‘fast food’ for kids with autism…

640_Autism(source)

Autism is described as a developmental disorder that has a collection of symptoms in three major areas such as, social interaction, language and behavior.  But not every child is exactly alike with some showing signs in infancy and others in the first few years of life.

The Mayo Clinic has given some more specific symptoms:

SOCIAL SKILLS

    • Fails to respond to his or her name
    • Has poor eye contact
    • Appears not to hear you at times
    • Resists cuddling and holding
    • Appears unaware of others’ feelings
    • Seems to prefer playing alone — retreats into his or her own world
    • Doesn’t ask for help or request things

LANGUAGE

    • Doesn’t speak or has delayed speech
    • Loses previously acquired ability to say words or sentences
    • Doesn’t make eye contact when making requests
    • Speaks with an abnormal tone or rhythm — may use a singsong voice or robot-like speech
    • Can’t start a conversation or keep one going
    • May repeat words or phrases verbatim, but doesn’t understand how to use them
    • Doesn’t appear to understand simple questions or direction

BEHAVIOR

    • Performs repetitive movements, such as rocking, spinning or hand-flapping
    • Develops specific routines or rituals and becomes disturbed at the slightest change
    • Moves constantly
    • May be fascinated by details of an object, such as the spinning wheels of a toy car, but doesn’t understand the “big picture” of the subject
    • May be unusually sensitive to light, sound and touch, and yet oblivious to pain
    • Does not engage in imitative or make-believe play
    • May have odd food preferences, such as eating only a few foods, or craving items that are not food, such as chalk or dirt
    • May perform activities that could cause self-harm, such as headbanging

Since there is no one cause of autism, and no single treatment, making some changes in the diet might help with a few behavioral or developmental challenges!  Try to remove gluten, milk products, sugars, soy and artificial flavorings and coloring from his or her diet.  Remember that protein, fiber and good fats are needed to stabilize blood sugars .. which is critical in autistic children.

SO WHAT DO WE DO?

First of all, STAY AWAY FROM SODAS!  Instead try giving your child water or diluted juices, vegetable juices or seltzer water.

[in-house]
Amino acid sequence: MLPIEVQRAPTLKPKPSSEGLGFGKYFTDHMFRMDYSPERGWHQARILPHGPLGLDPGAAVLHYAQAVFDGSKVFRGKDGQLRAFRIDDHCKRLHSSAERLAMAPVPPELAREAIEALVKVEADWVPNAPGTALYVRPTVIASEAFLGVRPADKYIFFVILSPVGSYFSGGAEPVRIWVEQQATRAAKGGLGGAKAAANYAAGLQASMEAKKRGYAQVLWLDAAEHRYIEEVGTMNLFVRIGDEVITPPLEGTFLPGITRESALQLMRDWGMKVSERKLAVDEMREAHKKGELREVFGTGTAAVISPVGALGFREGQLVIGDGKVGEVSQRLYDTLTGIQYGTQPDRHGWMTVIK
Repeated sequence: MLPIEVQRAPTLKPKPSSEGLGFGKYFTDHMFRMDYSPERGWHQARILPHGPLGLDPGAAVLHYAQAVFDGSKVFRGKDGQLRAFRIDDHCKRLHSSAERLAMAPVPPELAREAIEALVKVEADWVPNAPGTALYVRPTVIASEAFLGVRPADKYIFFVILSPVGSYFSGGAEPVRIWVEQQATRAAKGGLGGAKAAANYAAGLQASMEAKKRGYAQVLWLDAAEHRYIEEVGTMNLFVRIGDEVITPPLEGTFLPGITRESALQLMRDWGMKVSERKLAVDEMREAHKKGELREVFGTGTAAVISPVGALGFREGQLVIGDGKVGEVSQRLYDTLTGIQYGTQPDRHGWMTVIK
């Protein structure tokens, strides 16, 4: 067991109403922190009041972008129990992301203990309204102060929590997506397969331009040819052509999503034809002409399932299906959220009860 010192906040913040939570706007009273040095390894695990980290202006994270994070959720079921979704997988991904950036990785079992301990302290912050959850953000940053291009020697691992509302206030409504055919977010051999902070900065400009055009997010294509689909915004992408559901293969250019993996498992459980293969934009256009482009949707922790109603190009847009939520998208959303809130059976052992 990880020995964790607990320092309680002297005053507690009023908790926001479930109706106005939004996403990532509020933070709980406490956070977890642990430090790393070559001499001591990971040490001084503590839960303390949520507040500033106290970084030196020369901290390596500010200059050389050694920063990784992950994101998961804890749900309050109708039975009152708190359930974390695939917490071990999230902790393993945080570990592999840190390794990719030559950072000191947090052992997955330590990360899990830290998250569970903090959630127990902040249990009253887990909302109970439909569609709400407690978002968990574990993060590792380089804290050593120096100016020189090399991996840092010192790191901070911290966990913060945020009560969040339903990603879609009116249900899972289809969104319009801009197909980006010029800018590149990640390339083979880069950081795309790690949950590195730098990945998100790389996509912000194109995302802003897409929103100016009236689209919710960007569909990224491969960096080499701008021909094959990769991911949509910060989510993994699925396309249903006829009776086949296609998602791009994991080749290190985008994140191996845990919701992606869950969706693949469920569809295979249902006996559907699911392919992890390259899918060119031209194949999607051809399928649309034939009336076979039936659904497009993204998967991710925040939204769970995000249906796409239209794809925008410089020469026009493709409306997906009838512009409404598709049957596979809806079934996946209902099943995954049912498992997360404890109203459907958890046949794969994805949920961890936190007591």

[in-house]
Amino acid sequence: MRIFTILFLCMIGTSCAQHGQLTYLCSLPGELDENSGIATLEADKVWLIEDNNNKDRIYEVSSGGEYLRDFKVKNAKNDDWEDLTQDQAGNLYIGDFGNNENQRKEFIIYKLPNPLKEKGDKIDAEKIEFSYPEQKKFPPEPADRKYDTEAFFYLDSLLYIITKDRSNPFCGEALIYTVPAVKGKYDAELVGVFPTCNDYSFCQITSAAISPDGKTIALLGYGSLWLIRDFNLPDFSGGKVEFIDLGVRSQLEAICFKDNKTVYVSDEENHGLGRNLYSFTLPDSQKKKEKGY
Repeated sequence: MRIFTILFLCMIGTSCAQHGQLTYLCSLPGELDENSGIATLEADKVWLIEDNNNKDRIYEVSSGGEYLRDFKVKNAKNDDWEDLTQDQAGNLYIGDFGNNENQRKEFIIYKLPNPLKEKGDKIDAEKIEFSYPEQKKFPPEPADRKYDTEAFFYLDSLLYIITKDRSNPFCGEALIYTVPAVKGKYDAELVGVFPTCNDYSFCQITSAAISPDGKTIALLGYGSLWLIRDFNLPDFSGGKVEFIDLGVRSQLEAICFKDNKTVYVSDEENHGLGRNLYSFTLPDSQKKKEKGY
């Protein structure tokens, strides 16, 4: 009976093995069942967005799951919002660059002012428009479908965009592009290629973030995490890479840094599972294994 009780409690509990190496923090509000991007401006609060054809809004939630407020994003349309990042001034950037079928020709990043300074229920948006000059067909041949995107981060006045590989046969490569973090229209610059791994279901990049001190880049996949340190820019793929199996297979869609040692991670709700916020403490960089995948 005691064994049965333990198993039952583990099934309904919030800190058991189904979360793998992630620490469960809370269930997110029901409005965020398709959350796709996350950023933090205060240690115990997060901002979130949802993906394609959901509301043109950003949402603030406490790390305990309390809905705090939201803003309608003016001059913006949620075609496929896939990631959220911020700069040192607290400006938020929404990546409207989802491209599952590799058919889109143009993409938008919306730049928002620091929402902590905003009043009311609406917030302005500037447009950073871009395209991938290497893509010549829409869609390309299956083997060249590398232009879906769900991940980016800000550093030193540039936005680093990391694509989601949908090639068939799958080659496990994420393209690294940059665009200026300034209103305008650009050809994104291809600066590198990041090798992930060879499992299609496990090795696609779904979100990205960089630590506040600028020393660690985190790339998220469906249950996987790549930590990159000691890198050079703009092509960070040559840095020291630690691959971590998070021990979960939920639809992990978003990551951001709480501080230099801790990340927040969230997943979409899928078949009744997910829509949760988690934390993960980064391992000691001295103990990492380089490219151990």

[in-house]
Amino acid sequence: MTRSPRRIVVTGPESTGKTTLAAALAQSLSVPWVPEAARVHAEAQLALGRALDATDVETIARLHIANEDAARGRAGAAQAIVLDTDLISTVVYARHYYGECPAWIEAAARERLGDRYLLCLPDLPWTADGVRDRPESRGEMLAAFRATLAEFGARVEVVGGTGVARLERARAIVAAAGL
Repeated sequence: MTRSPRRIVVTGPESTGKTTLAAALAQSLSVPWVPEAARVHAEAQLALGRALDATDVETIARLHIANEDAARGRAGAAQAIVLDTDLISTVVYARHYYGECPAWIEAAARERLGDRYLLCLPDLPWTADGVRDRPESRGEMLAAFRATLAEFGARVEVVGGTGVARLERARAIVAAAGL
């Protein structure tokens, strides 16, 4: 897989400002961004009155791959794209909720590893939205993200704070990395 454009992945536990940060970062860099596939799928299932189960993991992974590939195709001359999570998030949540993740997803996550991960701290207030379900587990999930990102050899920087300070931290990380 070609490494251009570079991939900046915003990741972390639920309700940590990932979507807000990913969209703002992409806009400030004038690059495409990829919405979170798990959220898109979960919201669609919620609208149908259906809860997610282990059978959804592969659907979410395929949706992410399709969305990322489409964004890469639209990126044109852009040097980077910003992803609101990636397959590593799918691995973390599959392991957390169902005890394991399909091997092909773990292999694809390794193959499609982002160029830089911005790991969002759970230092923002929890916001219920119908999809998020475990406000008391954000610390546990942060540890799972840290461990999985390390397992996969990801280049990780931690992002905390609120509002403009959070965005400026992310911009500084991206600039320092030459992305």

PASS THE PROTEIN, PLEASE!  Try chicken, turkey, meat, eggs, beans, or seeds.

REMEMBER SOME FIBER!  How about some high fiber options such as fruits, beans nuts or seeds.

ALWAYS CHOOSE ORGANIC!  If it’s USDA Organic, then it has been produced without the use of harmful pesticides, artificial fertilizers, growth hormones or antibiotics and other nasty’s that shouldn’t be in our food anyway.

SOME IDEAS TO PACK IN YOUR CHILD’S LUNCHBOX!

  • carrot sticks and hummus
  • fresh fruit or fruit salad
  • hard boiled eggs
  • gluten-free crackers with nut butter
  • rice cakes and tuna or chicken salad
  • gluten-free spaghetti noodles and meatballs
  • chicken drumettes or wings with boiled potatoes
  • apple slices with nut or seed butter

Avoid plastic wraps for sandwiches and opt for wax paper or parchment paper.  Let your child help you pick out their lunch container and remember to keep it fun.  Use a cookie cutter for unique shapes for sandwiches!  Make it interesting and remove all the stress out of lunch or dinner time.  Most schools give the kids 20-30 minutes for lunch so pack what is healthy yet in small bites and focus on healthier options.

Planetbox-lunchbox(source)

Advertisements

2 Comments

Filed under life

2 responses to “‘fast food’ for kids with autism…

  1. What a great post! It’s amazing how many friends have kids on the autism spectrum. And the spectrum is SO BROAD. These tips are fabulous!

    Like

Leave a Reply

Fill in your details below or click an icon to log in:

WordPress.com Logo

You are commenting using your WordPress.com account. Log Out / Change )

Twitter picture

You are commenting using your Twitter account. Log Out / Change )

Facebook photo

You are commenting using your Facebook account. Log Out / Change )

Google+ photo

You are commenting using your Google+ account. Log Out / Change )

Connecting to %s